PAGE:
A bad tackle, a deliberate handball, or even a sly tug of the shirt; everybody knows a penalty when they see one. Don’t they?
For over 100 years the law on contractual penalties has been built upon a central principle. Dunlop Pneumatic Tyre Company Ltd v New Garage & Motor Company Limited established that where a contract has been breached, a clause providing for the payment of money is a penalty, and unenforceable, if it does not represent a genuine attempt to pre-estimate the loss incurred. Traditionally, this meant a Judge’s decision on whether a clause was a penalty hinged on whether the function of the clause was compensatory (and enforceable), or to serve as a deterrent (an unenforceable penalty).
However, the goalposts have been moved. Cavendish v Makdessi looks to have superseded Dunlop as the leading authority on penalties. This will have ramifications for those parties and their advisors involved in negotiating commercial contracts, including those in the construction industry.
Cavendish v Makdessi
This case saw a clash of marketing giants. Cavendish is a holding group within the WPP group, the world’s leading marketing communications services group, headed by British business mogul Sir Martin Sorrell. Mr Makdessi founded a group of companies that became the largest advertising, marketing and PR group in the Middle East.
In 2008, Mr Makdessi and his co-owner, who were majority shareholders of their group of companies, decided to sell Cavendish a significant proportion of their shares. The price for the shares was to be paid to the sellers by way of stage payments over an agreed period of time. However, Mr Makdessi would not be entitled to the further payments due to him if he carried out activities which had the potential to compete with the interests of the Cavendish Group. If he did this then, under another clause, Mr Makdessi could be required to sell to Cavendish the remainder of his shares in the Group at default price.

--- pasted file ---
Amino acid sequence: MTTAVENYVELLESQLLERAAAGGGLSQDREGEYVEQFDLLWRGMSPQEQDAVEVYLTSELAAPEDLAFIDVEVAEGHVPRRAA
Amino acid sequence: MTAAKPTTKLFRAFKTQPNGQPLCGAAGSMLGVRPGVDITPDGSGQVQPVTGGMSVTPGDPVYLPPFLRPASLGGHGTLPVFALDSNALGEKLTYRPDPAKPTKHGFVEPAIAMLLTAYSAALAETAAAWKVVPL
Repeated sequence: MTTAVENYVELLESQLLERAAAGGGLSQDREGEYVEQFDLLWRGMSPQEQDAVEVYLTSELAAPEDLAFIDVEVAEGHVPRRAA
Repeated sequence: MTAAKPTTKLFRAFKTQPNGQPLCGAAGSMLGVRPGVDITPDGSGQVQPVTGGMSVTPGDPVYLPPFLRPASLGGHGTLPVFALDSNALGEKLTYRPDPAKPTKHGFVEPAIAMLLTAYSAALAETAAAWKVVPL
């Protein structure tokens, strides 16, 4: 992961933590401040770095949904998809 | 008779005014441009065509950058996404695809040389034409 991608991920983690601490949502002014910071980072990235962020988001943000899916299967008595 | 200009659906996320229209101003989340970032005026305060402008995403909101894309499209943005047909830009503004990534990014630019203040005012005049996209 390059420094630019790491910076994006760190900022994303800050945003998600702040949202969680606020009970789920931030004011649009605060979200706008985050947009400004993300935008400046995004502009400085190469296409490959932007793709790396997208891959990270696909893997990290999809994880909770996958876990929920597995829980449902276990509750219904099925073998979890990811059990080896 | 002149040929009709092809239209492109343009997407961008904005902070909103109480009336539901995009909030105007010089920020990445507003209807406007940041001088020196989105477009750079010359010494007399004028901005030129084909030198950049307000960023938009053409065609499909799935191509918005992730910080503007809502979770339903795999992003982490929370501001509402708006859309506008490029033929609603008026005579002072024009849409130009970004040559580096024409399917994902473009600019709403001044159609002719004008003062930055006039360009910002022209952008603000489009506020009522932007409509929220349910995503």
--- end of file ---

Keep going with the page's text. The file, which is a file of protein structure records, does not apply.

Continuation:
Before the first trial, Mr Makdessi admitted that he had breached the agreement. However, Mr Makdessi argued that both the provision allowing the innocent party to withhold money that would otherwise be due to him, and the provision requiring him to sell his shares at default price, were unenforceable penalty clauses.
Cavendish was successful at first instance, however this decision was overturned by the Court of Appeal in favour of Mr Makdessi. Lord Justice Clark concluded that although both clauses had been designed with a legitimate commercial purpose in mind, the first of adjusting payment, and the second of allowing the parties to separate cleanly in the event of a breach, each clause was extravagant and unconscionable.
ParkingEye Ltd v Barry Beavis
Shortly before the hearing, the Supreme Court attached another case to Cavendish, one which had captured the national media’s attention.
Mr Beavis, the owner of the Happy Haddock fish-and-chip shop in Billericay, challenged a parking ticket received in a car park managed by ParkingEye, the largest supplier of Automatic Number Plate Recognition systems in the UK. Here the potential penalty consisted of charge imposed on those overstaying the “2 hour max stay”, which was displayed on signs around the car park. After staying for 2 hours and 56 minutes, Mr Beavis exited the carpark with an £85 charge. Mr Beavis’ case received widespread popular support, and his court costs were met by donations on a crowd-funding website.
Both the court at first instance and the Court of Appeal agreed that this was not a penalty. They felt that while the £85 charge was intended to serve as a deterrent, it was a legitimate charge for ParkingEye to make because they needed to discourage overstaying, in order to maintain a high turnover of parking within their carpark.